Yeah, I mean, absolutely. And I think that, you know, I mean, I’ve got to add in there, it’s not so much at the time that is still ever present today. And I know lots of young do you think? Absolutely, absolutely. I know, I know, black queer people that go to clubs and face racism at the door. I’ve experienced that in recent years. So I mean, imagine you go to the club, you brew up, energy, all of this, you might be really nervous. It might be your first time you get there and you think, Okay, I’m going to be safe here. And the first question you’re asked at the door is, do you know this is a gay club? Now to most people, they may just go that’s no big deal. They’re just checking for safety and all the rest of it. But I’ve seen you let five white guys in and you didn’t question you didn’t question them. We also have to be aware of how we might dress you know, certain you know, if we’re in hoodies or trainers and all of these sorts of things can be used again. There was extra layers. Yeah, if there are five black guys that turn up at a club door, I guarantee you, they’re going to get a lot more hassle than five white gay men that will turn up, you know. So these are real life issues we experienced. And so we had to go and create our own spaces. And then even when we did get access to some of the big clubs like heaven, you know, we be shoved upstairs into the small bar, you know, because black people don’t buy drinks, you know, so there’s all of these stories in the LGBT scene, which meant that black folk had to go and create their own spaces. I mean, I mean, it has definitely changed, you know, there, there are more of us. Now, you know, we are in a much more accepting, you know, less bigoted society. And clubs like queer nation, helped to change the sea helped to change that, that perspective and to change the way that you’ve looked. But there are still young black, queer people who have to and feel the need to create the space that they will go to DOS and superstore. They will go to the glory, they’ll engage in your mix, but they will still want their own Yeah, spaces. That’s why clubs like bootylicious, urban world, they are still necessary because that, and sometimes it’s just down to the music. Yeah. Sometimes people just want to hear, you know, hear black music in those spaces.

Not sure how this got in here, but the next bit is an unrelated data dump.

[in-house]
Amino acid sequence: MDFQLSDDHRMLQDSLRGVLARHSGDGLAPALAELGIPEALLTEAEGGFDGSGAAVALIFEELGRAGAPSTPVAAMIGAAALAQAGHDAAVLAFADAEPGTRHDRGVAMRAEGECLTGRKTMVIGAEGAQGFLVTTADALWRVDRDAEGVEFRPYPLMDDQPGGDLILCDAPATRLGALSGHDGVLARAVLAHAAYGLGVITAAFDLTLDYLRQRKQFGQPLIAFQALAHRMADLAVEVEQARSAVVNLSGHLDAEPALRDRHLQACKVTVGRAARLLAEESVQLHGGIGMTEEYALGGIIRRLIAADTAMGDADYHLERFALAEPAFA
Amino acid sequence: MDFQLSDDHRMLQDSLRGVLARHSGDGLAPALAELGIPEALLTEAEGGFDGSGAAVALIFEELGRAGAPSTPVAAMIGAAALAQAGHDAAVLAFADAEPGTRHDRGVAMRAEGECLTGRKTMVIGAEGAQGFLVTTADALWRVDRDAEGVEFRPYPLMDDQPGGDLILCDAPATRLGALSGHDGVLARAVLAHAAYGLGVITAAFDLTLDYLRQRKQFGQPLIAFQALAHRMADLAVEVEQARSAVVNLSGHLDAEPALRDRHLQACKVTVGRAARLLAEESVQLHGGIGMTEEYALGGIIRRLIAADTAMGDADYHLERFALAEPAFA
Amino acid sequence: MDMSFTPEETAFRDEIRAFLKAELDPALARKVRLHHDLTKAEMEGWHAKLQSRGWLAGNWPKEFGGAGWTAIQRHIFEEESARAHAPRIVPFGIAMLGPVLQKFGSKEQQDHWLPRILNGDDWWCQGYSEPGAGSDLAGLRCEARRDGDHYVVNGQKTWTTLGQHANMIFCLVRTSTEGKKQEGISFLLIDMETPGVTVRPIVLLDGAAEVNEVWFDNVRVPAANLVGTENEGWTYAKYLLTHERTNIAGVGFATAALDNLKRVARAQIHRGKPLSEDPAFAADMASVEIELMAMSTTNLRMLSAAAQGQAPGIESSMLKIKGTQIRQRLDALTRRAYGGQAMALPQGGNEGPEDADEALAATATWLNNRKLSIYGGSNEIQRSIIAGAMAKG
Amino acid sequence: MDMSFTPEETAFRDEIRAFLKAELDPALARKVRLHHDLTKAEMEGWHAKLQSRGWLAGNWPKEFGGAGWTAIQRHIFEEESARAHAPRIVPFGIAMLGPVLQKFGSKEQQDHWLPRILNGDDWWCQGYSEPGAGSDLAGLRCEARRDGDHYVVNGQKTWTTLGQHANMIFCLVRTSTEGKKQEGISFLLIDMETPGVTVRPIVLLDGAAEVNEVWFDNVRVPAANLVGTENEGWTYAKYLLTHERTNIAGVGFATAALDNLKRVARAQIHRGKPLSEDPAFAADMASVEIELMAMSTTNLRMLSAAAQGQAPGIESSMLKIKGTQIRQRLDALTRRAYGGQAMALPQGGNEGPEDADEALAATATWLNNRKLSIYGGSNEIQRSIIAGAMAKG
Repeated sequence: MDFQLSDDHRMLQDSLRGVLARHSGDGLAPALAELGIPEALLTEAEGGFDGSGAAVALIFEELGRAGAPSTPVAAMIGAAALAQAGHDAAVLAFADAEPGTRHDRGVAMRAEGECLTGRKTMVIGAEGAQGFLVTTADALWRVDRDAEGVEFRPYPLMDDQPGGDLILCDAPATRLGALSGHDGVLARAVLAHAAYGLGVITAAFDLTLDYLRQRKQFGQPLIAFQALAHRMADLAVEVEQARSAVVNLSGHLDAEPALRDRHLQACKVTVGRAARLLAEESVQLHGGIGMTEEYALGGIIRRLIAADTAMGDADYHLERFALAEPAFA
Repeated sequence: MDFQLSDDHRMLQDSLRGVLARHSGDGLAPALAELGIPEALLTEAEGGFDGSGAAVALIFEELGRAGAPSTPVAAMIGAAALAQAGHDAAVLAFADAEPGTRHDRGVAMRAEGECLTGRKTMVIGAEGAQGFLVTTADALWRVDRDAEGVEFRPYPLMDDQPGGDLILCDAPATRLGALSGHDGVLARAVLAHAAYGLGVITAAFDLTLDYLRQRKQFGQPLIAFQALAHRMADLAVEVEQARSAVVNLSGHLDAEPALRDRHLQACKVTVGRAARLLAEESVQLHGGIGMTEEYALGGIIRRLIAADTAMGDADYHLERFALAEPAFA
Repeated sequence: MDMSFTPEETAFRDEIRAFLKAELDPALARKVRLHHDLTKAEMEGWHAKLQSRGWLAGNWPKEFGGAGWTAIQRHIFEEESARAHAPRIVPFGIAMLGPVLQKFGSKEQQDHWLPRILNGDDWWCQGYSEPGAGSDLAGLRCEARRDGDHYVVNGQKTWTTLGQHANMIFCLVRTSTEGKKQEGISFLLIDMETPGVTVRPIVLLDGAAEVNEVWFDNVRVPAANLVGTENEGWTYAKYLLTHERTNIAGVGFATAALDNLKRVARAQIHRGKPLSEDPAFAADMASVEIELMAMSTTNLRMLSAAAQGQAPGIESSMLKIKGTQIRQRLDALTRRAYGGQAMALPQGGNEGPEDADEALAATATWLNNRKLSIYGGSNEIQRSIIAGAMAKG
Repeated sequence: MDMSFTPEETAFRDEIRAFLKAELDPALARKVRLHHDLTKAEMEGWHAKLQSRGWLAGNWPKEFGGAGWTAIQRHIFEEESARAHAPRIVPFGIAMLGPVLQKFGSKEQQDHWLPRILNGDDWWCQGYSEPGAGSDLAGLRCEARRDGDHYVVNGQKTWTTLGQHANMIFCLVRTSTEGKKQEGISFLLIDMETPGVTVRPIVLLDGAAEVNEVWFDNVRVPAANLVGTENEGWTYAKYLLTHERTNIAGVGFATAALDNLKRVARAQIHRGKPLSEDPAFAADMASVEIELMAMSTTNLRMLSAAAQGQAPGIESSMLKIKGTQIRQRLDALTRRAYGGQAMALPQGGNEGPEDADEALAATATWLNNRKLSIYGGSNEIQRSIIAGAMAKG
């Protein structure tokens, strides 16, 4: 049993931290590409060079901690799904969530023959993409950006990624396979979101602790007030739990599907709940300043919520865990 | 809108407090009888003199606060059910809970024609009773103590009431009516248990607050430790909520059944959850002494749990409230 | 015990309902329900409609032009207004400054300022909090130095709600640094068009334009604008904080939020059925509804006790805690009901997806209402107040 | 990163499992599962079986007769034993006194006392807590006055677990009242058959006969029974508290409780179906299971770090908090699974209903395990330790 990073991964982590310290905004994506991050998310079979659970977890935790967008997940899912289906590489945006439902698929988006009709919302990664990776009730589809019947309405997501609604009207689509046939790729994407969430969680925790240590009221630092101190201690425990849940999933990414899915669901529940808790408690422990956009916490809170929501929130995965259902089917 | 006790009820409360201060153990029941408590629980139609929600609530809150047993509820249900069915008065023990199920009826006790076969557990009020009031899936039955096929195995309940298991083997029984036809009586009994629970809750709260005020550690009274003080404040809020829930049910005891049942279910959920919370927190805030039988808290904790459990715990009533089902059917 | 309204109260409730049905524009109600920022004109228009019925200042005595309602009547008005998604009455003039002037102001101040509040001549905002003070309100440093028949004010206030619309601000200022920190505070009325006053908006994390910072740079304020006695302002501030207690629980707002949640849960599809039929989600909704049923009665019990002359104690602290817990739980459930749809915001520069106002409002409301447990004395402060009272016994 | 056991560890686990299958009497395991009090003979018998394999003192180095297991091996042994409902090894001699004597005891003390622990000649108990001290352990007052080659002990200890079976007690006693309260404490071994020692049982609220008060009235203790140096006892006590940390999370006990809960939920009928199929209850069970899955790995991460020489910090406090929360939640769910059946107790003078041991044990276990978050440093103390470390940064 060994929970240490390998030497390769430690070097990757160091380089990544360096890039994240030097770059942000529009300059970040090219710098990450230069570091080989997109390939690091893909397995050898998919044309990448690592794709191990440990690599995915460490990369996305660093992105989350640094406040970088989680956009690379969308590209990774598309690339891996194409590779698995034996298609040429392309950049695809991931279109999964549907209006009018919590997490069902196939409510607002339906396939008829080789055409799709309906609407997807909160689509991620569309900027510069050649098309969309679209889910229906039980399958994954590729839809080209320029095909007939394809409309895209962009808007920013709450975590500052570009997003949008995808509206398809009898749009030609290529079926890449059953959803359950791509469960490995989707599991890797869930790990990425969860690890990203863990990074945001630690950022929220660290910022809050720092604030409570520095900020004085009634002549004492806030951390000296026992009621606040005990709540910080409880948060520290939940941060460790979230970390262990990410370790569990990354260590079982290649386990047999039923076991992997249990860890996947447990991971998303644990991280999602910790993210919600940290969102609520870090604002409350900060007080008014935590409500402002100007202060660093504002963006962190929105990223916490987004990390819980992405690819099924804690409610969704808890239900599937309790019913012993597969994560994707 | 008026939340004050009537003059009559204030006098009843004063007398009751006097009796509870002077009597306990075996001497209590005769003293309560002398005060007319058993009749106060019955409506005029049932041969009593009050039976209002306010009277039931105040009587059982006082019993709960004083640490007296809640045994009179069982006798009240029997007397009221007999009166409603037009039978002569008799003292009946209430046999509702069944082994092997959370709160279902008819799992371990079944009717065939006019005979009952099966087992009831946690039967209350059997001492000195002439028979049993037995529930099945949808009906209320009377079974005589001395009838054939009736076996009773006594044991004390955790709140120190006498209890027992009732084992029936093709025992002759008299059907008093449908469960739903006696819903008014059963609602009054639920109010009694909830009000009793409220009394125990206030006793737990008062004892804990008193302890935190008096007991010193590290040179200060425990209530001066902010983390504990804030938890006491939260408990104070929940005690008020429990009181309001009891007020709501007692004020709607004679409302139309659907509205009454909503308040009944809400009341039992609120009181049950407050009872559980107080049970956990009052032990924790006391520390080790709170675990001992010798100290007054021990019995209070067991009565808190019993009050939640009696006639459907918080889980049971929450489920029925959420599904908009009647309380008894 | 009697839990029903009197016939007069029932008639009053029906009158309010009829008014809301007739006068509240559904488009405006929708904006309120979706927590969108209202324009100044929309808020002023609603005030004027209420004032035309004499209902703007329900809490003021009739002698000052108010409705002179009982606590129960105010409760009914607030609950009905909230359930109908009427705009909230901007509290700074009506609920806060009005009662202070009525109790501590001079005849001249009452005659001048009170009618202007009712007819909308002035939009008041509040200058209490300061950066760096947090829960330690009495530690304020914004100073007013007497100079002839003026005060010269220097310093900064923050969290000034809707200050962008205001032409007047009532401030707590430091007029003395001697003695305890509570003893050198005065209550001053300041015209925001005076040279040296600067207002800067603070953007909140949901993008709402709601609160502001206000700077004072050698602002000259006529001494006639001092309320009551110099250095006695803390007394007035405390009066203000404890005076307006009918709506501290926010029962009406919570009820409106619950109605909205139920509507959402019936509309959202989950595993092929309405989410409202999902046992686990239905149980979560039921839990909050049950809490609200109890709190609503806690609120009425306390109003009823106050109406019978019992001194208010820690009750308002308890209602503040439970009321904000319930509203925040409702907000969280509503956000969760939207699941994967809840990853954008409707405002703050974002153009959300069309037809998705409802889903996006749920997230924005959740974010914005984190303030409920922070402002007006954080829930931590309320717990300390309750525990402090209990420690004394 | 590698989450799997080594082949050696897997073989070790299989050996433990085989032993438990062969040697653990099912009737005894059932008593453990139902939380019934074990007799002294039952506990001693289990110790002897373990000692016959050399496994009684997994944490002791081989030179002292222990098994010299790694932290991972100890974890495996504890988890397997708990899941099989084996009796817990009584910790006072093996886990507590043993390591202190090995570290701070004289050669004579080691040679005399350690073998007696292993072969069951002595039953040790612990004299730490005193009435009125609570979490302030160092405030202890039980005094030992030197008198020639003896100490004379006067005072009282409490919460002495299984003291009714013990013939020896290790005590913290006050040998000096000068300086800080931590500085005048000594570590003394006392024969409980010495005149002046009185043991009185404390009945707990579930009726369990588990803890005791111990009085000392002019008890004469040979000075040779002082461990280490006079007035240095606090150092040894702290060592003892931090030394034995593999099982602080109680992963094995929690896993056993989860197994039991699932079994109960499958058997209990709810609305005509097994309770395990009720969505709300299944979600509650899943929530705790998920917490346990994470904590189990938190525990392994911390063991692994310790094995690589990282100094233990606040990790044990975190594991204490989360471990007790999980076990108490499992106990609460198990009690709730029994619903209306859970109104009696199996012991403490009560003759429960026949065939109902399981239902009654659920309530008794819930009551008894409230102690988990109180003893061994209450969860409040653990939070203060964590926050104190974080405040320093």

K Anderson 6:27
Yeah, yeah, absolutely. And quaint nation. Yeah. You went to the very first night? I did. Do you remember anything about that night,

Marc Thompson 6:37
I remember, it wasn’t really packed. And it wasn’t, it wasn’t busy. But it was such a vibe. And it was the music. I mean, I discovered, you know, Chicago, and New York house music a couple years before, funnily enough in heaven. And I just wanted to be in a space and I remember going my best friend at the time, and just dancing and just being like, blown away by this amazing sound system, this underground space, which is really new. And just the vibe, you know, because I went back the following week, I couldn’t wait to get back the following week.

K Anderson 7:15
So vibe is a little vague for me. Is it? Can you like, unpack that?

Marc Thompson 7:20
You know, I mean,

it’s just I mean, it’s it’s so full, other clubs that I’ve been to prior to queer nation felt like big clubs, that you weren’t going there. For the music. You were going there to hang with your friends to meet men to hook up. When I went to coordination that night, it was the music that was in my soul. That’s what I mean, by the vibe. It was a it was a small space. There weren’t a lot of people there. But there was no attitude. There was no I’m here to cruise I’m here to pick up I need to stand by the bar. People went in. It was small, it was dank, it was dark. And they danced. And that was really new that for me that felt really, really new, that you would go to a space just to dance and not to pick up.

K Anderson 8:15
That’s interesting. Yeah. Because I like a terrible conversationalist. And even worse in a club where there’s lots of like loud music, and no one can hear me and I can’t hear them. Like, listen to how soft spoken I am. So I would only go to clubs to dance. And it wasn’t until like later on when I kind of developed some skills in picking up that I used those in nightclubs. So it’s interesting. It’s the other way around for you.

Marc Thompson 8:40
And I suppose for the first few years, I like for lots of queer people, you know, for and this is pre Grindr, you know, so, you know, it’s generations a generation ago. So this was the only way to meet your partner’s been a sexual these were the only places to meet your friends. So whilst you might go out to a pub for a pint, which wasn’t necessarily my thing. It was the space where I knew that if I was horny, if I wanted to look for a new boyfriend, it’s rare I would. These are the spaces that I would go to. So going out every Friday night, I love music, and I love dancing. But that wasn’t the primary reason. I was quite young. I didn’t want to go to gay youth groups. I wasn’t necessarily political at the time. So this was the one avenue where I knew I could be with my tribe. So I didn’t mind where I went to. But when I went to coordination, the music took over everything. And that became the reason to go there.